Thursday, September 7th, 2017...9:00 pmhange

10 Things about “The Lake Isle of Innisfree”

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  1. Innisfree is a small uninhabited island in Lough Gill, Ireland. (I forgot that it was possible for an island nation to have lakes and islands as part of their geography.)
  2. It’s a lyric poem with an alternate rhyme scheme: ABAB CDCD EFEF.
  3. It has 3 quatrains, which reminds me of a Shakespearean sonnet without a couplet at the end. Since Shakespearean verse is idolized, Yeats’s alterations of this form can be seen as an act of resistance of English cultural domination in Ireland.
  4. The themes are nostalgia and escapism. The speaker engages in escapism by seeking solitude in a cabin on Innisfree (line 2) and evoking emotional associations with the isle (line 5, 12).
  5. The elements of magic and twilight that we have emphasized in class appear in this poem.
  6. The passage of time is heavily mentioned in the poem. In the first line, the speaker “arises” and travels to the isle. In lines 6-8, the speaker mentions the passing times of days by illustrating what the sky and setting would look like.
  7. The description of the setting focuses on nature, including earthy materials, insects, and water elements.
  8. Even the artificial elements of Innisfree are describe in with earthy colors so that they blend in with the isle’s natural elements.
  9. The opening phrase “I will arise and go now” is repeated in the last stanza.
  10. The rhyme scheme of the last stanza included harsher long vowel sounds that stand out against the softer melody of the second stanza. I found the last stanza to be the most powerful because of the melodic contrast.


  • Referring to your last point, I also found that last stanza to be most powerful. For some reason, while reading this poem, I didn’t hear the rhyme scheme until the last stanza. Although it looks similar to the first stanza, I thought the last stanza provided the most symmetry. I think in the first stanza, listing the materials and characteristics of the small cabin breaks the “smoothness” and rhythm of the line. To me, reading that last stanza feels more natural than the remaining poem. In class, we also talked about how the second to last line of the poem may be the break (I think it’s definitely the break) as well as the mentioning of the human aspect of the poem that ends it- that also adds to the power of the ending stanza.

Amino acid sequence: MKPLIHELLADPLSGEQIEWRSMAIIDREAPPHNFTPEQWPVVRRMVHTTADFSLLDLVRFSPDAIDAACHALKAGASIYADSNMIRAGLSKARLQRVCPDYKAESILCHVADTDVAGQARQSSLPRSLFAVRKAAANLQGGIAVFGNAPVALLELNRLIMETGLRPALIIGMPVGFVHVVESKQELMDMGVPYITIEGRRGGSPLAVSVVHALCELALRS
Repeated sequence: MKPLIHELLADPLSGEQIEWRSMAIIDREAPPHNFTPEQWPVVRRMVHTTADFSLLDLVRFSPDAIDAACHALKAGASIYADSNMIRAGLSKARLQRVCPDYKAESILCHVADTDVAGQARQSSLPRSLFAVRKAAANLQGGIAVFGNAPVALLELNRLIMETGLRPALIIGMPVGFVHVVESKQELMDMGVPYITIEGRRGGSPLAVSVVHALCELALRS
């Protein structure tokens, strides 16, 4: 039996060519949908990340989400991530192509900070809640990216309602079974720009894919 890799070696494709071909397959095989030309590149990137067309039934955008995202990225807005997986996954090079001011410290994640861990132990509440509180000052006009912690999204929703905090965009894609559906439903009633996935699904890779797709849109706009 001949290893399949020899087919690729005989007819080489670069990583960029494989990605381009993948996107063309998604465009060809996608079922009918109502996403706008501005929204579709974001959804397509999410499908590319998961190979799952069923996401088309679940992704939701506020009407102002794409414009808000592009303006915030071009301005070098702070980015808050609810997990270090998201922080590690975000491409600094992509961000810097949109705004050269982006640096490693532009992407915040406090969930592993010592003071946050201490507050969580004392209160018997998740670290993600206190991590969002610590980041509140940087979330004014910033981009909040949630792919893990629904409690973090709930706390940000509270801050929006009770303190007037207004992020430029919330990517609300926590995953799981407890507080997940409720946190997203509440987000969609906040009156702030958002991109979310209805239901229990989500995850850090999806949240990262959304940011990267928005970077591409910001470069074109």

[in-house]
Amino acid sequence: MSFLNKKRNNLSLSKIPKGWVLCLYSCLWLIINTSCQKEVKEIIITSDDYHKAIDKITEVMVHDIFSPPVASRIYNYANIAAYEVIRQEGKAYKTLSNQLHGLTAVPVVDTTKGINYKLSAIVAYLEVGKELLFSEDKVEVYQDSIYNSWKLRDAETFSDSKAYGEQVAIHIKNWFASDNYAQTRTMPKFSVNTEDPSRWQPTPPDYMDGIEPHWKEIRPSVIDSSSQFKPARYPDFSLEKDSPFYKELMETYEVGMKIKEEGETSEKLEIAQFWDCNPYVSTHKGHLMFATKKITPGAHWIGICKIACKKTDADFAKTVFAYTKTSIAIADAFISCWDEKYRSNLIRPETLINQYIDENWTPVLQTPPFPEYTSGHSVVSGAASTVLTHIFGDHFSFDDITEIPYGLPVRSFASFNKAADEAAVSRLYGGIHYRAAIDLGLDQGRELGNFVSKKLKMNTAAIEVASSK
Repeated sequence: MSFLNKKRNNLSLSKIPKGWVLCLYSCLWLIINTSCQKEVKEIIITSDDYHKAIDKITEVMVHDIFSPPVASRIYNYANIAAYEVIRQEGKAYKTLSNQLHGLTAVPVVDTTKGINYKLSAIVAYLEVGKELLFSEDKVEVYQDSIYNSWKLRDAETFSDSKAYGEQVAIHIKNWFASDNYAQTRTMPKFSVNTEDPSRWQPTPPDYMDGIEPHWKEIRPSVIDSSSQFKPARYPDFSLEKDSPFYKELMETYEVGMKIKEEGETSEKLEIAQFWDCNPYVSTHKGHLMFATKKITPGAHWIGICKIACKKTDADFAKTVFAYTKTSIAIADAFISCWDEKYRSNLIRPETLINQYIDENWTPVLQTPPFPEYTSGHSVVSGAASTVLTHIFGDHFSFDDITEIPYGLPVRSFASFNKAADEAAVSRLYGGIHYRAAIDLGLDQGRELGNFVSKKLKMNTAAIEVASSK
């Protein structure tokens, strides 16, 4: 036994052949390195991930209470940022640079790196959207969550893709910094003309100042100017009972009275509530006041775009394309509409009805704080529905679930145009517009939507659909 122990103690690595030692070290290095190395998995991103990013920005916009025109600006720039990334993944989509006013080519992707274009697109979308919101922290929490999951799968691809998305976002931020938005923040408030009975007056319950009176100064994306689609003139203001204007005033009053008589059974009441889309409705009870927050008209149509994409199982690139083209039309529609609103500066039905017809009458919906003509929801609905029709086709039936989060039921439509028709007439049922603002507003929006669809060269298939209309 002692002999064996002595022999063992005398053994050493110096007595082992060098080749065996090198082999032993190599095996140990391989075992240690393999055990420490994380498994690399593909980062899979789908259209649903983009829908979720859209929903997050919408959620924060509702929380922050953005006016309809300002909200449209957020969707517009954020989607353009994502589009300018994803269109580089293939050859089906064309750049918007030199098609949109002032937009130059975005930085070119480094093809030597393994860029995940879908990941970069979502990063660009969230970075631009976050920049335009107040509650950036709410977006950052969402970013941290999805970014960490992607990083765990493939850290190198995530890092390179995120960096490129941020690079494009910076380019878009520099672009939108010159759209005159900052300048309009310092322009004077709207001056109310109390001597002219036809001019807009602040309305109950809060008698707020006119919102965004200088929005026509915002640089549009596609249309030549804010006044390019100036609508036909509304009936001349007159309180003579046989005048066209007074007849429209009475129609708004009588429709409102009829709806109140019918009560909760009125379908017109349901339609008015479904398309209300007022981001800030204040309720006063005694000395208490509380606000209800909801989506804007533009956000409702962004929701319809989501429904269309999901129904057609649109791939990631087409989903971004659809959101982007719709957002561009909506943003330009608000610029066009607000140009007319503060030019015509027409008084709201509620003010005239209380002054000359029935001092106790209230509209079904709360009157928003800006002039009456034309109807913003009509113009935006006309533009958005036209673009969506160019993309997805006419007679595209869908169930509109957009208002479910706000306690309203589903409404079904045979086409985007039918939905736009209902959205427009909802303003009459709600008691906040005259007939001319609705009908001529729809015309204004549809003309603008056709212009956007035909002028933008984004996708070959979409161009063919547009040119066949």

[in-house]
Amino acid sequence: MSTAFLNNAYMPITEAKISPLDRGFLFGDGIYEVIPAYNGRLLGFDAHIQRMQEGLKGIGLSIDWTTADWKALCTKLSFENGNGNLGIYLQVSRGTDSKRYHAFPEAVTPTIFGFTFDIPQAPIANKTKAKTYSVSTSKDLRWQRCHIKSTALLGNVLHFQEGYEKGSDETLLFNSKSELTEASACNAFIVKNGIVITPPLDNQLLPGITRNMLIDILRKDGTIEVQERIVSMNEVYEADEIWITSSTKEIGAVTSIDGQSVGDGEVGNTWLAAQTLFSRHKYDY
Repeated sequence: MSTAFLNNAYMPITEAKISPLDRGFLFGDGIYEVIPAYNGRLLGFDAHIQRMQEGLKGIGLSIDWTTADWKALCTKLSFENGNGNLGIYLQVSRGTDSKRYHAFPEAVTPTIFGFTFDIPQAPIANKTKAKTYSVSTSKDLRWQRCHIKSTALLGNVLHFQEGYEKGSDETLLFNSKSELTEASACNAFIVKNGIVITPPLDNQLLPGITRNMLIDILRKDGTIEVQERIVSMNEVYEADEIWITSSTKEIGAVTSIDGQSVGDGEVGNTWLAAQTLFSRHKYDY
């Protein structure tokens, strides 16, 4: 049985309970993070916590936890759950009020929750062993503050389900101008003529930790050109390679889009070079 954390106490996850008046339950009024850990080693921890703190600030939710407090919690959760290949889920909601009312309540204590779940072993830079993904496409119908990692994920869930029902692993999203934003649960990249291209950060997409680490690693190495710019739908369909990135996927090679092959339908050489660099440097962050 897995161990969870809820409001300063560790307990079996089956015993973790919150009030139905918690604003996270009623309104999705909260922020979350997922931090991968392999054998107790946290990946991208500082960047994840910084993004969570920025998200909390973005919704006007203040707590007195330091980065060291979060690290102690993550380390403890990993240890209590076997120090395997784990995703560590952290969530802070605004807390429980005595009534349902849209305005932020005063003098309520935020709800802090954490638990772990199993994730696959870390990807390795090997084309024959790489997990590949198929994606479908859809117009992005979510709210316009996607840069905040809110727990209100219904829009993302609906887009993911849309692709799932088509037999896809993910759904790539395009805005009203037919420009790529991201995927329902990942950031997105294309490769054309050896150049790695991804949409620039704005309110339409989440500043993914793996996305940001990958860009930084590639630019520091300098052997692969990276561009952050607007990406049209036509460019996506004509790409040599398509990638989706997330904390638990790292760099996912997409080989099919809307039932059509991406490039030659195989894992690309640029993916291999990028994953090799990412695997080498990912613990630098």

• My favorite point is probably number five here. I especially agree that the elements of twilight and magic are especially important in Yeat’s work, since storytellers and poets are not “light time people”. Number eight was a close second choice for me, which I find important in a poem with nostalgia about a place.

  • Overall, great observations! I love how you noticed different aspects of the rhyme scheme in this poem. I really liked your third observation. I think the connection that you made between how Shakespearean verse is idolized speaks to a broader idea of how the English saw their culture as superior while they oppressed and destroyed the Irish culture.

  •   Leah Struzenski
    September 10th, 2017 at 5:09 pm

    I agree with your tenth observation. I think the use of the varying vowel sounds between the first and second stanzas evoke a dreamy feeling and a sense of longing to be able to be at Innisfree. The more dramatic, harsher sounds may be trying to create the feeling of a stronger need to be there as opposed to just a fantasy of longing.

  • I agree with your third observation, that Yeat’s variation of the shakespearean sonnet could be an act of rebellion. This was an intuitive element to catch and I think the idea of rebelling against British rule is a major theme in this poem. The fact that he is emphasizing an island that is untouched by humans and exists in this aura of fantasy could maybe represent Yeat’s longing for a place that is untouched by British rule that he can make his own?

  •   Professor Seiler
    September 12th, 2017 at 1:09 am

    Great start to the blog, Elaine. Hmm… we talked a little bit about ballad (as distinct from but in keeping with your point about near-English-sonnet form here). So let me add to this cluster of comments that I think there might be an essay in your emerging thinking about nostalgia in relation to escapism. Also: what are the “artificial elements” of Innisfree?

  • I think that your observation that the opening phrase “I will arise and go now” is repeated within the poem is definitely one of value. I would work to expand this even further by commenting on the way in which the first use of this phrase has the word “WILL” capitalized, while the second use of this phrase utilizes a lowercase “will.” Do you think that this illuminates any deeper meanings about the use of the phrase? Overall, great observations! 🙂

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